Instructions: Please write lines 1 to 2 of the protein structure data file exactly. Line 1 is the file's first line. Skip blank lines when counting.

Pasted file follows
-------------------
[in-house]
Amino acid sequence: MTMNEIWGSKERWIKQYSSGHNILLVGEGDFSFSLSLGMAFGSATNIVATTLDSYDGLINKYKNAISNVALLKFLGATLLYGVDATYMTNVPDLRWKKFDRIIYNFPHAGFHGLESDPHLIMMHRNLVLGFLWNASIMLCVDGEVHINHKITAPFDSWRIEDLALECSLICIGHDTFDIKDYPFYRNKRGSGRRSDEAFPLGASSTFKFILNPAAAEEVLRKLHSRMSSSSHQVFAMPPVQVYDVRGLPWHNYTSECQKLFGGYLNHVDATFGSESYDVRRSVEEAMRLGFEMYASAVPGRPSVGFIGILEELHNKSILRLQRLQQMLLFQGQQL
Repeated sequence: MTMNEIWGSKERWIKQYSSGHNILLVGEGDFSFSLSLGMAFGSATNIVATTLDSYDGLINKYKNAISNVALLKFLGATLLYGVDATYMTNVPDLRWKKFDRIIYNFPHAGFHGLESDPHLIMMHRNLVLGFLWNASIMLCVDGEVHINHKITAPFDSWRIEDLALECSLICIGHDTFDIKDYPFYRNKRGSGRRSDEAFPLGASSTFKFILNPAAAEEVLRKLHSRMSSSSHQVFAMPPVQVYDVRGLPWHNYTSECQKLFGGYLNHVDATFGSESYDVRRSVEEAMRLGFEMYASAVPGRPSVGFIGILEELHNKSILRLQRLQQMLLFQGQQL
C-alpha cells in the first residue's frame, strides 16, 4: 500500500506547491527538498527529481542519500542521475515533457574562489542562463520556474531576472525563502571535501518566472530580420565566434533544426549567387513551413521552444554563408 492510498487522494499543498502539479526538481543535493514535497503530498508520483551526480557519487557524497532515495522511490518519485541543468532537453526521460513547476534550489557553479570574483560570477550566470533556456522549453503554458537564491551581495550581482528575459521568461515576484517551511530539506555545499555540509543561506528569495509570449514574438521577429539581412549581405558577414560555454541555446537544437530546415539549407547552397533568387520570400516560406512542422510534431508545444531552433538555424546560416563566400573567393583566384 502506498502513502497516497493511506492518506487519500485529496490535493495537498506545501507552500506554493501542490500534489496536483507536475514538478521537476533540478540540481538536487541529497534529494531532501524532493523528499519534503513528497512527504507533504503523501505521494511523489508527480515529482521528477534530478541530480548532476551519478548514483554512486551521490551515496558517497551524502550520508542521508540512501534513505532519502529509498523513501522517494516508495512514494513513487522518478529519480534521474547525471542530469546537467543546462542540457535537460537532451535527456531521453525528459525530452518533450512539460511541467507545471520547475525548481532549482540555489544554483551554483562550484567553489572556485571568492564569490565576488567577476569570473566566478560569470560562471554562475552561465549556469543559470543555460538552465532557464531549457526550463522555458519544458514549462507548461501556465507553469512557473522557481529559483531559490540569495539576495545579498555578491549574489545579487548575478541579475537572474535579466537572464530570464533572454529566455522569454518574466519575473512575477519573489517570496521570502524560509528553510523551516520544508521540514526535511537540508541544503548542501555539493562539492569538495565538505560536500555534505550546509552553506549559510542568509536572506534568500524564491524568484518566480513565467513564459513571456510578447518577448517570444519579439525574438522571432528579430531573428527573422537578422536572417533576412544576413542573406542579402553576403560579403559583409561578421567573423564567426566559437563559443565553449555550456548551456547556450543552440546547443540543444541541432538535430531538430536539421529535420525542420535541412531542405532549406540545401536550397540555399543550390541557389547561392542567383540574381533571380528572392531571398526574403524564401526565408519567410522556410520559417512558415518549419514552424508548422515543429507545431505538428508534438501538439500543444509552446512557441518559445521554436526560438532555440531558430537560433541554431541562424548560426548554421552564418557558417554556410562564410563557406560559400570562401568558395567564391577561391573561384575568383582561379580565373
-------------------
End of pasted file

[in-house]
Amino acid sequence: MTMNEIWGSKERWIKQYSSGHNILLVGEGDFSFSLSLGMAFGSATNIVATTLDSYDGLINKYKNAISNVALLKFLGATLLYGVDATYMTNVPDLRWKKFDRIIYNFPHAGFHGLESDPHLIMMHRNLVLGFLWNASIMLCVDGEVHINHKITAPFDSWRIEDLALECSLICIGHDTFDIKDYPFYRNKRGSGRRSDEAFPLGASSTFKFILNPAAAEEVLRKLHSRMSSSSHQVFAMPPVQVYDVRGLPWHNYTSECQKLFGGYLNHVDATFGSESYDVRRSVEEAMRLGFEMYASAVPGRPSVGFIGILEELHNKSILRLQRLQQMLLFQGQQL